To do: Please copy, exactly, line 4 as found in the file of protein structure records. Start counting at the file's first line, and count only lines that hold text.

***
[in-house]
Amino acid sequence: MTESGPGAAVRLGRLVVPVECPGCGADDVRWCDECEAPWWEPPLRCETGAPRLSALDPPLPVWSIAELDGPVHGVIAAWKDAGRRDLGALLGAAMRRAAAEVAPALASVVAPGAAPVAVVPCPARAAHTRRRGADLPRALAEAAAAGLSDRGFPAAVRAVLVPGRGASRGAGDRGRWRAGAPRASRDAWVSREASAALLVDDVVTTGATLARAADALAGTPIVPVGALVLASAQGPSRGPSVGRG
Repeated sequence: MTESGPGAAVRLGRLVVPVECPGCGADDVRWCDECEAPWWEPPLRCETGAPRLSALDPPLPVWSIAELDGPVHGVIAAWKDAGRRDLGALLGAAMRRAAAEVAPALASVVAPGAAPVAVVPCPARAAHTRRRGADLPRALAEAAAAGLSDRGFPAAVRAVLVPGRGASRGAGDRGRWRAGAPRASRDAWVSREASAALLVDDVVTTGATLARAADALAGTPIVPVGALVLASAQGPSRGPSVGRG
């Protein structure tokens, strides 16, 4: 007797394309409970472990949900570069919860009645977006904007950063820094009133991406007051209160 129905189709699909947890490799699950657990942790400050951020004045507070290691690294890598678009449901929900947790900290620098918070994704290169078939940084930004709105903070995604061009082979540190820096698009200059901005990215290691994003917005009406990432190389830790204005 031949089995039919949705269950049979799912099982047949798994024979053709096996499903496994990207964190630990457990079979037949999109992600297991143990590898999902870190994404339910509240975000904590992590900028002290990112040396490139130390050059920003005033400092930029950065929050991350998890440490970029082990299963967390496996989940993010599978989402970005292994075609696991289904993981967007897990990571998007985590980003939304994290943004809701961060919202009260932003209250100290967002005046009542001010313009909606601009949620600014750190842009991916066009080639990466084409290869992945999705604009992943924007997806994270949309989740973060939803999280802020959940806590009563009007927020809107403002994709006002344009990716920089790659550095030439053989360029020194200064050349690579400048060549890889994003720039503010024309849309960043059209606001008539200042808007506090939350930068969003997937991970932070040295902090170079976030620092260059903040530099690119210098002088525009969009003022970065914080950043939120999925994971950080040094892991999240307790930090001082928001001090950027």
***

């Protein structure tokens, strides 16, 4: 007797394309409970472990949900570069919860009645977006904007950063820094009133991406007051209160 129905189709699909947890490799699950657990942790400050951020004045507070290691690294890598678009449901929900947790900290620098918070994704290169078939940084930004709105903070995604061009082979540190820096698009200059901005990215290691994003917005009406990432190389830790204005 031949089995039919949705269950049979799912099982047949798994024979053709096996499903496994990207964190630990457990079979037949999109992600297991143990590898999902870190994404339910509240975000904590992590900028002290990112040396490139130390050059920003005033400092930029950065929050991350998890440490970029082990299963967390496996989940993010599978989402970005292994075609696991289904993981967007897990990571998007985590980003939304994290943004809701961060919202009260932003209250100290967002005046009542001010313009909606601009949620600014750190842009991916066009080639990466084409290869992945999705604009992943924007997806994270949309989740973060939803999280802020959940806590009563009007927020809107403002994709006002344009990716920089790659550095030439053989360029020194200064050349690579400048060549890889994003720039503010024309849309960043059209606001008539200042808007506090939350930068969003997937991970932070040295902090170079976030620092260059903040530099690119210098002088525009969009003022970065914080950043939120999925994971950080040094892991999240307790930090001082928001001090950027």